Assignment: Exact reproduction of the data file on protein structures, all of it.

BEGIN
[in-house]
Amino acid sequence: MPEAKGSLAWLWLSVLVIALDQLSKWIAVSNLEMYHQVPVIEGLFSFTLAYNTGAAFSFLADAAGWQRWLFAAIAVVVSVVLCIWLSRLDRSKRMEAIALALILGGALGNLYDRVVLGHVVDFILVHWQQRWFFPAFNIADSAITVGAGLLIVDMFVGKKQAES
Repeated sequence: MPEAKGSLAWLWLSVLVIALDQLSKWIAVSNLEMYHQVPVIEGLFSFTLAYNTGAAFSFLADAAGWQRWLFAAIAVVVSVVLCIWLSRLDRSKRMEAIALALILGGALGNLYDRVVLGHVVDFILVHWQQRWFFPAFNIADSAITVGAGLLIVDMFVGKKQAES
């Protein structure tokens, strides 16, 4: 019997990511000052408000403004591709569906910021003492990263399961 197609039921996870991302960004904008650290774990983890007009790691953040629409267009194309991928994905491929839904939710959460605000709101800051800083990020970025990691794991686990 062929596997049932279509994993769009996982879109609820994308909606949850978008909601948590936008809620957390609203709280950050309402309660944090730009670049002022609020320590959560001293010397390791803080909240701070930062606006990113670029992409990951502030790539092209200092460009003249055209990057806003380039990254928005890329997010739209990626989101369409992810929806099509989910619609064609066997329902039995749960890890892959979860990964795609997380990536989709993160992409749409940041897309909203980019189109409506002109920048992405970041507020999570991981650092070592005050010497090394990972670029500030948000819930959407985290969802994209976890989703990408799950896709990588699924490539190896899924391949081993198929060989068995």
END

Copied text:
[in-house]
Amino acid sequence: MPEAKGSLAWLWLSVLVIALDQLSKWIAVSNLEMYHQVPVIEGLFSFTLAYNTGAAFSFLADAAGWQRWLFAAIAVVVSVVLCIWLSRLDRSKRMEAIALALILGGALGNLYDRVVLGHVVDFILVHWQQRWFFPAFNIADSAITVGAGLLIVDMFVGKKQAES
Repeated sequence: MPEAKGSLAWLWLSVLVIALDQLSKWIAVSNLEMYHQVPVIEGLFSFTLAYNTGAAFSFLADAAGWQRWLFAAIAVVVSVVLCIWLSRLDRSKRMEAIALALILGGALGNLYDRVVLGHVVDFILVHWQQRWFFPAFNIADSAITVGAGLLIVDMFVGKKQAES
């Protein structure tokens, strides 16, 4: 019997990511000052408000403004591709569906910021003492990263399961 197609039921996870991302960004904008650290774990983890007009790691953040629409267009194309991928994905491929839904939710959460605000709101800051800083990020970025990691794991686990 062929596997049932279509994993769009996982879109609820994308909606949850978008909601948590936008809620957390609203709280950050309402309660944090730009670049002022609020320590959560001293010397390791803080909240701070930062606006990113670029992409990951502030790539092209200092460009003249055209990057806003380039990254928005890329997010739209990626989101369409992810929806099509989910619609064609066997329902039995749960890890892959979860990964795609997380990536989709993160992409749409940041897309909203980019189109409506002109920048992405970041507020999570991981650092070592005050010497090394990972670029500030948000819930959407985290969802994209976890989703990408799950896709990588699924490539190896899924391949081993198929060989068995």